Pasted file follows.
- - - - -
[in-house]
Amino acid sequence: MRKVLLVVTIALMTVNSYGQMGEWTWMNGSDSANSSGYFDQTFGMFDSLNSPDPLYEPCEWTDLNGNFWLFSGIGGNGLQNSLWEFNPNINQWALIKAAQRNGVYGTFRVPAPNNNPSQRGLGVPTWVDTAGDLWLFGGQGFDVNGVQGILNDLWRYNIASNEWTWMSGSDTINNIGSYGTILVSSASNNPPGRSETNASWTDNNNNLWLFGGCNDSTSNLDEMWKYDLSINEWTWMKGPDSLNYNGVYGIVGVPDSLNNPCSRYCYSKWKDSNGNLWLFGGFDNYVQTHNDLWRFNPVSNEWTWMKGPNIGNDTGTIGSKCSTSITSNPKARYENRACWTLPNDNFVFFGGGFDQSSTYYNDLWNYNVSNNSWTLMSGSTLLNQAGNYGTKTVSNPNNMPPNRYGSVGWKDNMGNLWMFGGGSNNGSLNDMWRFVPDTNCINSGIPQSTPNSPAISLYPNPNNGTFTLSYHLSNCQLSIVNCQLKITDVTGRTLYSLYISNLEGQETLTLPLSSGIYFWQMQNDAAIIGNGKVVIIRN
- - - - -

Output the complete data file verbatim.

[in-house]
Amino acid sequence: MRKVLLVVTIALMTVNSYGQMGEWTWMNGSDSANSSGYFDQTFGMFDSLNSPDPLYEPCEWTDLNGNFWLFSGIGGNGLQNSLWEFNPNINQWALIKAAQRNGVYGTFRVPAPNNNPSQRGLGVPTWVDTAGDLWLFGGQGFDVNGVQGILNDLWRYNIASNEWTWMSGSDTINNIGSYGTILVSSASNNPPGRSETNASWTDNNNNLWLFGGCNDSTSNLDEMWKYDLSINEWTWMKGPDSLNYNGVYGIVGVPDSLNNPCSRYCYSKWKDSNGNLWLFGGFDNYVQTHNDLWRFNPVSNEWTWMKGPNIGNDTGTIGSKCSTSITSNPKARYENRACWTLPNDNFVFFGGGFDQSSTYYNDLWNYNVSNNSWTLMSGSTLLNQAGNYGTKTVSNPNNMPPNRYGSVGWKDNMGNLWMFGGGSNNGSLNDMWRFVPDTNCINSGIPQSTPNSPAISLYPNPNNGTFTLSYHLSNCQLSIVNCQLKITDVTGRTLYSLYISNLEGQETLTLPLSSGIYFWQMQNDAAIIGNGKVVIIRN